Sunday, December 20, 2009

Bushi-tei Bistro

Just before I jetted off to NY for the holiday madness, my Omnivore and I took the opportunity to try out bushi-tei's new bistro in the Japantown aisle of death under the Webster Street bridge. It's an odd space that looks small from outside but is actually pretty huge once you get inside.

We're big fans of the original fine-dining Bushi-tei restaurant that's just up the street, but I'm sorry to say that we found this new place to be up and down, both in terms of service and food.

Gyoza were small and delicate but delicious and not a bad deal at around $6.80.

This is my Kurabuta pork cutlet "katsu" which was tasty and succulent with a terrific tangy sauce on it. Vegetables though, were underseasoned and so-so, including roasted peppers and Japanese eggplant that was a touch underdone.

My Omnivore had the scallops--three nice fresh fat scallops, well seasoned and seared. The dish was billed as including kiwi which sounded interesting, but though we could see the seeds from the fruit on the plate, the flavor was nowhere to be noticed. This was piled onto cubes of roasted potatoes which were okay though not crispy, which is how I personally like such things and a scoop of the same veggies I had had. And while the scallops were good, as my Omnivore pointed out, he could easily have made just as tasty scallops at home, so it hardly seemed worth the price.

Dessert. We almost skipped it because they were apparently out of the one thing we wanted to try which was the Beignets with KATSUMITSU-- and yes, in the menu it was all in caps. Described as a sort of sweet honey it sounded intriguing but we got the creme brûlée instead. Good choice as it turns out. It was one of the better items we'd had that night with a nicely creamy creme and a thin crunchy crust of caramelized sugar. The blackberry confiture on the side was more jamlike but made a nice compliment to the brûlée.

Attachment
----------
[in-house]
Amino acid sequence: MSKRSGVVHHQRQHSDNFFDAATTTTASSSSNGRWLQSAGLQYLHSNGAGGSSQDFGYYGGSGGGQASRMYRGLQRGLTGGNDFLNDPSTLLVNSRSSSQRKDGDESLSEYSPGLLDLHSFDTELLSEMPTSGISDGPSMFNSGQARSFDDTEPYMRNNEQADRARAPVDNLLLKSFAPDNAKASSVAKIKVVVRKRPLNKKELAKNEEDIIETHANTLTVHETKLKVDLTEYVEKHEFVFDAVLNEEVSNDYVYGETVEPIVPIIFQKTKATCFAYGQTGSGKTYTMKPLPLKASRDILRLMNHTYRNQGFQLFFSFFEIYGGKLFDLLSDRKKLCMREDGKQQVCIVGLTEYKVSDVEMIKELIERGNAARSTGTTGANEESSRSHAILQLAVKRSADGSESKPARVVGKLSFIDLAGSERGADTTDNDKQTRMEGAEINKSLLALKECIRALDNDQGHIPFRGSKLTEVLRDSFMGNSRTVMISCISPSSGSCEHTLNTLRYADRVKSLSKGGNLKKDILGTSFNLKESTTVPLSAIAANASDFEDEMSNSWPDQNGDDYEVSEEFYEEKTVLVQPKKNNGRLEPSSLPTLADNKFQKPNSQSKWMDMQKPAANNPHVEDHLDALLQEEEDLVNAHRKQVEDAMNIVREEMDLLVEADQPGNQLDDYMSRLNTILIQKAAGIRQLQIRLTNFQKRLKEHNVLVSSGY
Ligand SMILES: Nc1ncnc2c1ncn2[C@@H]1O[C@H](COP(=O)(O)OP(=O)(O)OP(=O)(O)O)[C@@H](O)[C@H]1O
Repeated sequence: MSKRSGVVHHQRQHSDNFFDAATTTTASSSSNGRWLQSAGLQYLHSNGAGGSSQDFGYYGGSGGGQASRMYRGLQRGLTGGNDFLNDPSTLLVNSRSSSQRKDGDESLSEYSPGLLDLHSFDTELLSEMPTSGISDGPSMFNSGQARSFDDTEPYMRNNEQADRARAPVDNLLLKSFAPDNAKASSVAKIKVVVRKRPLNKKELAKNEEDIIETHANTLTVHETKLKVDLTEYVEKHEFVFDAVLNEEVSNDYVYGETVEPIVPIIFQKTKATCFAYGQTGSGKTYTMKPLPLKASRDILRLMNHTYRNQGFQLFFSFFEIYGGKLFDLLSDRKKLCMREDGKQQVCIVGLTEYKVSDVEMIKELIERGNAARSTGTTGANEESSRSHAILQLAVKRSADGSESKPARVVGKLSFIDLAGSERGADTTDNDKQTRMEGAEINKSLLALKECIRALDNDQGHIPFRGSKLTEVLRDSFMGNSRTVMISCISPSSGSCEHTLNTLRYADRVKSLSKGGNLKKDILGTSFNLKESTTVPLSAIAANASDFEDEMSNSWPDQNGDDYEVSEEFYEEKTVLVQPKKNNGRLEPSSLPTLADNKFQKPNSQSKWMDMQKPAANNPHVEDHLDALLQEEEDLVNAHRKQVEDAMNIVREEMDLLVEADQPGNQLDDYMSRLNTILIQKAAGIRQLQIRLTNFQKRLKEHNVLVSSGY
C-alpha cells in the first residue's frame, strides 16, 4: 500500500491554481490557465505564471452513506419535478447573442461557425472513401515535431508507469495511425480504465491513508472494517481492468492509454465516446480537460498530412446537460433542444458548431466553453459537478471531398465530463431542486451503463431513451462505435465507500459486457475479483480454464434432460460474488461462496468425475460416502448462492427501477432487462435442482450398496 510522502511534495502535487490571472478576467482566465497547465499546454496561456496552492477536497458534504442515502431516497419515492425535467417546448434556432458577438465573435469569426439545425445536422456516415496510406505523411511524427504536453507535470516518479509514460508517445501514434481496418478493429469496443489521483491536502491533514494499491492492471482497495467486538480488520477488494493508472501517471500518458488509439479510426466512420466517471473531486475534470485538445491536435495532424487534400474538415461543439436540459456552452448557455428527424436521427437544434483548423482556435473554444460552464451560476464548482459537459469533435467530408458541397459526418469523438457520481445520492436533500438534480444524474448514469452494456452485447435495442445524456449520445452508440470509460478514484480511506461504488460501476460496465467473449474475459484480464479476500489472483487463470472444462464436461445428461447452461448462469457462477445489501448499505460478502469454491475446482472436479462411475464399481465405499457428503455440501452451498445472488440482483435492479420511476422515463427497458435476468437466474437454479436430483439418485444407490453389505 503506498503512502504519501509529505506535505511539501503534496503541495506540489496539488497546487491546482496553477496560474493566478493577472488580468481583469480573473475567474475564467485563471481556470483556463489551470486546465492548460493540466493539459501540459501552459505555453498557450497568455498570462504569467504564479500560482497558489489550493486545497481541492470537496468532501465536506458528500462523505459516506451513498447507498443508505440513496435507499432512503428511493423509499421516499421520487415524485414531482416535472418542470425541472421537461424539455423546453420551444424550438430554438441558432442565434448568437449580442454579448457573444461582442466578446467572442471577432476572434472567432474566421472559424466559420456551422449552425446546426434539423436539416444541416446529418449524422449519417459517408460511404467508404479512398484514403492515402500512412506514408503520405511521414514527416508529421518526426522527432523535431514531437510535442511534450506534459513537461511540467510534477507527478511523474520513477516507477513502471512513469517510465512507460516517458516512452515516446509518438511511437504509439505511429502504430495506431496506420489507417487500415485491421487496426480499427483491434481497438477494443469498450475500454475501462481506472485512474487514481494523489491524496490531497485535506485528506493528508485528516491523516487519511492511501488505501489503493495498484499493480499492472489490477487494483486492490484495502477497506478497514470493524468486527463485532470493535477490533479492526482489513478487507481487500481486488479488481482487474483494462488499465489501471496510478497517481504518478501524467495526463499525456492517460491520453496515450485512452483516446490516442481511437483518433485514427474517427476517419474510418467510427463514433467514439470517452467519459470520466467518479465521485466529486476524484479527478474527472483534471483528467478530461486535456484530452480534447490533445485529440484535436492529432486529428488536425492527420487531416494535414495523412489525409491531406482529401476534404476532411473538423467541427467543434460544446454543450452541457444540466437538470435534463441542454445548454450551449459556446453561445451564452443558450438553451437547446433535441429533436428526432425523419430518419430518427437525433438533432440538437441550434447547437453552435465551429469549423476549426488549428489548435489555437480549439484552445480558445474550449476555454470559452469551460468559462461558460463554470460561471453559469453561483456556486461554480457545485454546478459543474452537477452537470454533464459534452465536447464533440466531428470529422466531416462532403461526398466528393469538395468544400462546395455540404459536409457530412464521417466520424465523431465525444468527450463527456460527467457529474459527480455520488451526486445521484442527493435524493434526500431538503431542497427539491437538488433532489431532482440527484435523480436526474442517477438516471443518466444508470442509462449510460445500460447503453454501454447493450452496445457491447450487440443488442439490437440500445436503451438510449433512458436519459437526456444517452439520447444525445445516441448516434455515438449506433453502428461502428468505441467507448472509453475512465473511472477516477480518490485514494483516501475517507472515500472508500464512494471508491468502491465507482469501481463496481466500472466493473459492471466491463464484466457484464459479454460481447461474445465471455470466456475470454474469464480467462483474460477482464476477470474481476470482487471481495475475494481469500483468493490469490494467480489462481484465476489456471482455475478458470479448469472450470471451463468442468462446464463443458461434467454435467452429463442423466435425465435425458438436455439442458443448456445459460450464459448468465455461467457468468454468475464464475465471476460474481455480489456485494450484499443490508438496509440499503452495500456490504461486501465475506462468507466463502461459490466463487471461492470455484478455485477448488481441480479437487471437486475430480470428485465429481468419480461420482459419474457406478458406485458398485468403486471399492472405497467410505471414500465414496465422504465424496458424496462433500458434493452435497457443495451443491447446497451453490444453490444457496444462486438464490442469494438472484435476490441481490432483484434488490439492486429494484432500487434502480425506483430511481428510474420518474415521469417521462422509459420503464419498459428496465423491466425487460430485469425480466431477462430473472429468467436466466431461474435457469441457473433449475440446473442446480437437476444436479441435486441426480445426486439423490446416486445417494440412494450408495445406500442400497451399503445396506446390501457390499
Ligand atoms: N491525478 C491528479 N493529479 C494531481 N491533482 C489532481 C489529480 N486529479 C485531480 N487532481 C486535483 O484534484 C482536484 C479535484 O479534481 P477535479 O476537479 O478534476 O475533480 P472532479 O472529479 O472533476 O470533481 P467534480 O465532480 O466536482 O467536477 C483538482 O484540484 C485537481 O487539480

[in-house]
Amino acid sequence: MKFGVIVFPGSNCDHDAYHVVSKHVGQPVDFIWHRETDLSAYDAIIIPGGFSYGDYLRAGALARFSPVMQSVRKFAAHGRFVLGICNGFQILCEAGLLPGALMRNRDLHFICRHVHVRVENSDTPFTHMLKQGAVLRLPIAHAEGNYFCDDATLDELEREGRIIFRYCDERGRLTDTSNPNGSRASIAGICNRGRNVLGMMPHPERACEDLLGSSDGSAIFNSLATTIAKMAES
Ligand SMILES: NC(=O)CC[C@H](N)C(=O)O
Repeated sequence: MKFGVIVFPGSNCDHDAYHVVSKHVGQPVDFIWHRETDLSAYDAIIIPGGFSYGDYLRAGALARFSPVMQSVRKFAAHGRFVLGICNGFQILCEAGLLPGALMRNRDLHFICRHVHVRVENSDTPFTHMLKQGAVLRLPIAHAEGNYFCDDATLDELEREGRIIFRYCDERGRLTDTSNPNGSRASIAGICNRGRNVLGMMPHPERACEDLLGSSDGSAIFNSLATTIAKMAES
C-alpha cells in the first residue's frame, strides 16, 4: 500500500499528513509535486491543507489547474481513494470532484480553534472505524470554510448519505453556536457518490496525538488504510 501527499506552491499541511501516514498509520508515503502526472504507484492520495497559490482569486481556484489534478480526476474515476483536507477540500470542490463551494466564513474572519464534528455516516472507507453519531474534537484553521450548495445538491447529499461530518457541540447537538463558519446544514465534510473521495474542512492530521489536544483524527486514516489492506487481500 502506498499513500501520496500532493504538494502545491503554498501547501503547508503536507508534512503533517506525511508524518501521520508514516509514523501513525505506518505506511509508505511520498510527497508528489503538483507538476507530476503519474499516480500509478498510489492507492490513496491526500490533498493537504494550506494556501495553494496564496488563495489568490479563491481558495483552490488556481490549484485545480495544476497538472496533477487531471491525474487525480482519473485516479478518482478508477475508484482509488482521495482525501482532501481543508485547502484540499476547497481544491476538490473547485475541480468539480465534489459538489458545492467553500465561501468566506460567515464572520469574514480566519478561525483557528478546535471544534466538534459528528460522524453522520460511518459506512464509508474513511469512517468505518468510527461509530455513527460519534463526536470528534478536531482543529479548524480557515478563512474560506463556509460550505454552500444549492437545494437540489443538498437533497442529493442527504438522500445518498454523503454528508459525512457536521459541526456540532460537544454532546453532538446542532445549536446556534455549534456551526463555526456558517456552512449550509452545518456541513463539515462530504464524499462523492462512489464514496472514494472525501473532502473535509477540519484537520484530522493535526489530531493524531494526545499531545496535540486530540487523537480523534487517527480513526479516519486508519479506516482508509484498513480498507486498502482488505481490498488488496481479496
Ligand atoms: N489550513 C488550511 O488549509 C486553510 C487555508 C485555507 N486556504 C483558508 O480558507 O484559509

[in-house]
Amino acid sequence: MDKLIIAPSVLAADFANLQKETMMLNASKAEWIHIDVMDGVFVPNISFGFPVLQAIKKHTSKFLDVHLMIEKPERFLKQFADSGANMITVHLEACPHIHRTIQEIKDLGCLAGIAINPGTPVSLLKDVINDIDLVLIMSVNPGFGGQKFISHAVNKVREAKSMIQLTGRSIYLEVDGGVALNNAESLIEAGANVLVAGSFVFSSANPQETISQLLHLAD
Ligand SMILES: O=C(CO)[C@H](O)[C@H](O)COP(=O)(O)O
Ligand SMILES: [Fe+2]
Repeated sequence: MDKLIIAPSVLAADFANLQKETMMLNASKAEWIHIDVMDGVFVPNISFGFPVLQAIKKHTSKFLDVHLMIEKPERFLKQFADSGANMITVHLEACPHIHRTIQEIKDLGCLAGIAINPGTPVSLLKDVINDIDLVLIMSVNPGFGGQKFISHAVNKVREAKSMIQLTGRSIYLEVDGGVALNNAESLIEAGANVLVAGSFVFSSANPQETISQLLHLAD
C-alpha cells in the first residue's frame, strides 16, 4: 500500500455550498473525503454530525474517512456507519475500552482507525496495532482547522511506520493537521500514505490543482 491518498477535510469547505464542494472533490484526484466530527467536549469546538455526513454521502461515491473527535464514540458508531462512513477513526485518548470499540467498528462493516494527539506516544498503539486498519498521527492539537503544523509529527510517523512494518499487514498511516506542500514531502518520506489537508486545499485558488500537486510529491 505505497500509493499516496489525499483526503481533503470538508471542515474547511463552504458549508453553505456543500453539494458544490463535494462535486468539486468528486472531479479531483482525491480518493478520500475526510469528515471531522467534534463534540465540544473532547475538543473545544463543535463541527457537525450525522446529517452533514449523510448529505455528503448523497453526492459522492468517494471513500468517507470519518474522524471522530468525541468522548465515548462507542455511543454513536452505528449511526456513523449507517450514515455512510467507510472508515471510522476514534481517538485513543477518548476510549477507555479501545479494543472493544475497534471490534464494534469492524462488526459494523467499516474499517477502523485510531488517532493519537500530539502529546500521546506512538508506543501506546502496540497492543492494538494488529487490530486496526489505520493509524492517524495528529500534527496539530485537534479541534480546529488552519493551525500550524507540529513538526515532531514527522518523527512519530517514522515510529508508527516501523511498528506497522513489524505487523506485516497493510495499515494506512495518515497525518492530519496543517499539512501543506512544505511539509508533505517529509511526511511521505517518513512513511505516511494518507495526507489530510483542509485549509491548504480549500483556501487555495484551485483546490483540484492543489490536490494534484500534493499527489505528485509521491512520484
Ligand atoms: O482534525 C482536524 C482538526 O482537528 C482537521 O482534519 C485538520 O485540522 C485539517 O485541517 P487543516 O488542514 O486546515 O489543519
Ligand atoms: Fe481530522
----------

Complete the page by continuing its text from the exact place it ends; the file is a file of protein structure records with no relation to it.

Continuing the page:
Altogether with a glass of wine, matters came to around $55, but for that price there's better food to be had. In fact you could just head up the street to the real bushi-tei and do their brunch special, which is about the same prcie-range and far superior food and service.

Speaking of service, a final note: our first server was quite friendly and helpful, offering wine advice and tastes of by-the-glass selections when we had trouble deciding. The second server, however, left something to be desired. Twice, without even asking, she tried to remove our plates before we had finished the food on them. She had my plate halfway in the air when I objected the first time, "Um, I'm not quite done with that." The second time she did the same thing and I just gave up and watched it sail off-- the food wasn't worth the fight.

At the end of the evening she dropped the check before we'd even half finished dessert-- there wasn't room on the table so she put it on the empty table next to ours-- and when she cleared the dessert plates she emphatically plonked it in the middle as if to say, "You're done. Now would you get the heck out of here?!"

We stared at each other, My Omnivore and I, and then at the check. "Jeez, if I didn't have to get on a plane in few hours I'd say we should just let it sit there and not leave for a couple of hours."

But it wasn't worth the fight. The ambiance had already fled.

- Posted from my iPhone

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